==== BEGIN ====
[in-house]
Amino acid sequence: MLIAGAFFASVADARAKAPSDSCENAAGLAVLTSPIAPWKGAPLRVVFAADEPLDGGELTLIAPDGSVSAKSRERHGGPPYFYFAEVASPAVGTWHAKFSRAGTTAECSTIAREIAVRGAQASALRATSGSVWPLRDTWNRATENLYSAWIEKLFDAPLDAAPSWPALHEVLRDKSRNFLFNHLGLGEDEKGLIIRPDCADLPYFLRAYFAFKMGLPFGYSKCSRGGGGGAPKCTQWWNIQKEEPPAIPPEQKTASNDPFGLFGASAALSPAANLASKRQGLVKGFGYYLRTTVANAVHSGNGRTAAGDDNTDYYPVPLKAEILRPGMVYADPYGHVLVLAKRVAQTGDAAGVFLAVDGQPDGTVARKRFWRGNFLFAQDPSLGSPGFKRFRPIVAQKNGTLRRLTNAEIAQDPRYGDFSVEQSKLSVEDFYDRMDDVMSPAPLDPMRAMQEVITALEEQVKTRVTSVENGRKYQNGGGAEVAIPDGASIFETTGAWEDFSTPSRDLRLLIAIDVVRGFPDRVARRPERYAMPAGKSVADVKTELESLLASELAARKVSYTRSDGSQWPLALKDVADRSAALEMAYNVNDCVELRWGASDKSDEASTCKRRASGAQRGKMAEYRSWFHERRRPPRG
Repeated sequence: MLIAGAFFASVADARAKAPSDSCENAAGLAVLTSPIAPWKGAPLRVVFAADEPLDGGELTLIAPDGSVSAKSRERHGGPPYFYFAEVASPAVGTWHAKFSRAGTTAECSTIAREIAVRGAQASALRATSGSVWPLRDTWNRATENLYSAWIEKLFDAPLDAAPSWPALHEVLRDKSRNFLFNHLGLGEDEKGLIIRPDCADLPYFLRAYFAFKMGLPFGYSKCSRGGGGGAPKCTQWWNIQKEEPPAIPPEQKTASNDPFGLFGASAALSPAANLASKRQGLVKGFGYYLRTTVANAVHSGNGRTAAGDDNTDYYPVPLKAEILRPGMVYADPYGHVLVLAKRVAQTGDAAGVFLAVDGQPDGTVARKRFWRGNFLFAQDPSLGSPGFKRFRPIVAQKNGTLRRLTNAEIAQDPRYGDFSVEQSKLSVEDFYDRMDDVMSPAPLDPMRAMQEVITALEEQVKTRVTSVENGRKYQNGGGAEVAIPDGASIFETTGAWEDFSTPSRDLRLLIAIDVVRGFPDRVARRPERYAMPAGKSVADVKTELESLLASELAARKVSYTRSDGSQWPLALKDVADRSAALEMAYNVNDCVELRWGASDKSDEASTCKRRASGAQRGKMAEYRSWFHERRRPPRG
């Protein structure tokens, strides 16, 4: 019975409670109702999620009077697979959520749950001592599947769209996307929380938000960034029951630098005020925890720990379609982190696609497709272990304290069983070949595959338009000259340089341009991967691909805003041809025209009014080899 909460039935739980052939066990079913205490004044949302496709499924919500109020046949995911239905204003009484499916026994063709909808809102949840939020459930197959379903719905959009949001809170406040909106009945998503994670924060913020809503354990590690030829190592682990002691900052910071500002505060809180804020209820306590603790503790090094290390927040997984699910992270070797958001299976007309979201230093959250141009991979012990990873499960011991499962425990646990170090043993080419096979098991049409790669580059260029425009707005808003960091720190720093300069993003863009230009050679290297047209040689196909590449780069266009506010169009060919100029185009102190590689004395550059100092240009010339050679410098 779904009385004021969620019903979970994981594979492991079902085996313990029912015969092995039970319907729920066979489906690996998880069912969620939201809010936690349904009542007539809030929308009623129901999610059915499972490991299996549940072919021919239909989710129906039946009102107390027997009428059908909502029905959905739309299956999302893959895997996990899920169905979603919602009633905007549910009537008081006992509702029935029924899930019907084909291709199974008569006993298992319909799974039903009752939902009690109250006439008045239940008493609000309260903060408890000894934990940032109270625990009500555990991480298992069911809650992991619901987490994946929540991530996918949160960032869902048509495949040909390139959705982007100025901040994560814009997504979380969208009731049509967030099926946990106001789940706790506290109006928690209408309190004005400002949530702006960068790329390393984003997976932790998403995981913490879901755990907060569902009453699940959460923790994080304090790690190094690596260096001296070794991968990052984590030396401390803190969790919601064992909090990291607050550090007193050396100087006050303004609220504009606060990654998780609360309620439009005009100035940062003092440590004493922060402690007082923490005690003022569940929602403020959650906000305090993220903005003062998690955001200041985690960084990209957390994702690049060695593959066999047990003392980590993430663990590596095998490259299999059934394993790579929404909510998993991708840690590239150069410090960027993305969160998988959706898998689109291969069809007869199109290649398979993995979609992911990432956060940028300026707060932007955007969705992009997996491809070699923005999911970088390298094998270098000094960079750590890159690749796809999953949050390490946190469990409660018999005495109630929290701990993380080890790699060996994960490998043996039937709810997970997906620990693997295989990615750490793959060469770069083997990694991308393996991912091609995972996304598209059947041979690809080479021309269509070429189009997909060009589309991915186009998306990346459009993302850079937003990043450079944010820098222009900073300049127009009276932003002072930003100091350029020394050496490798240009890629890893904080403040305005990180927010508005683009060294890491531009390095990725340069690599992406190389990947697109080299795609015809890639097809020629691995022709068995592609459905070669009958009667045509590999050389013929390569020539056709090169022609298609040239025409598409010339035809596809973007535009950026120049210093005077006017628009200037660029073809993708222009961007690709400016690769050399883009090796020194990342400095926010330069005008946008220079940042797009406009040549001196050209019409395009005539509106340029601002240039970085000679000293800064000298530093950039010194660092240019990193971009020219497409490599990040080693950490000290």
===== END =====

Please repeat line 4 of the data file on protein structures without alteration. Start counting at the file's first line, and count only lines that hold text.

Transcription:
């Protein structure tokens, strides 16, 4: 019975409670109702999620009077697979959520749950001592599947769209996307929380938000960034029951630098005020925890720990379609982190696609497709272990304290069983070949595959338009000259340089341009991967691909805003041809025209009014080899 909460039935739980052939066990079913205490004044949302496709499924919500109020046949995911239905204003009484499916026994063709909808809102949840939020459930197959379903719905959009949001809170406040909106009945998503994670924060913020809503354990590690030829190592682990002691900052910071500002505060809180804020209820306590603790503790090094290390927040997984699910992270070797958001299976007309979201230093959250141009991979012990990873499960011991499962425990646990170090043993080419096979098991049409790669580059260029425009707005808003960091720190720093300069993003863009230009050679290297047209040689196909590449780069266009506010169009060919100029185009102190590689004395550059100092240009010339050679410098 779904009385004021969620019903979970994981594979492991079902085996313990029912015969092995039970319907729920066979489906690996998880069912969620939201809010936690349904009542007539809030929308009623129901999610059915499972490991299996549940072919021919239909989710129906039946009102107390027997009428059908909502029905959905739309299956999302893959895997996990899920169905979603919602009633905007549910009537008081006992509702029935029924899930019907084909291709199974008569006993298992319909799974039903009752939902009690109250006439008045239940008493609000309260903060408890000894934990940032109270625990009500555990991480298992069911809650992991619901987490994946929540991530996918949160960032869902048509495949040909390139959705982007100025901040994560814009997504979380969208009731049509967030099926946990106001789940706790506290109006928690209408309190004005400002949530702006960068790329390393984003997976932790998403995981913490879901755990907060569902009453699940959460923790994080304090790690190094690596260096001296070794991968990052984590030396401390803190969790919601064992909090990291607050550090007193050396100087006050303004609220504009606060990654998780609360309620439009005009100035940062003092440590004493922060402690007082923490005690003022569940929602403020959650906000305090993220903005003062998690955001200041985690960084990209957390994702690049060695593959066999047990003392980590993430663990590596095998490259299999059934394993790579929404909510998993991708840690590239150069410090960027993305969160998988959706898998689109291969069809007869199109290649398979993995979609992911990432956060940028300026707060932007955007969705992009997996491809070699923005999911970088390298094998270098000094960079750590890159690749796809999953949050390490946190469990409660018999005495109630929290701990993380080890790699060996994960490998043996039937709810997970997906620990693997295989990615750490793959060469770069083997990694991308393996991912091609995972996304598209059947041979690809080479021309269509070429189009997909060009589309991915186009998306990346459009993302850079937003990043450079944010820098222009900073300049127009009276932003002072930003100091350029020394050496490798240009890629890893904080403040305005990180927010508005683009060294890491531009390095990725340069690599992406190389990947697109080299795609015809890639097809020629691995022709068995592609459905070669009958009667045509590999050389013929390569020539056709090169022609298609040239025409598409010339035809596809973007535009950026120049210093005077006017628009200037660029073809993708222009961007690709400016690769050399883009090796020194990342400095926010330069005008946008220079940042797009406009040549001196050209019409395009005539509106340029601002240039970085000679000293800064000298530093950039010194660092240019990193971009020219497409490599990040080693950490000290």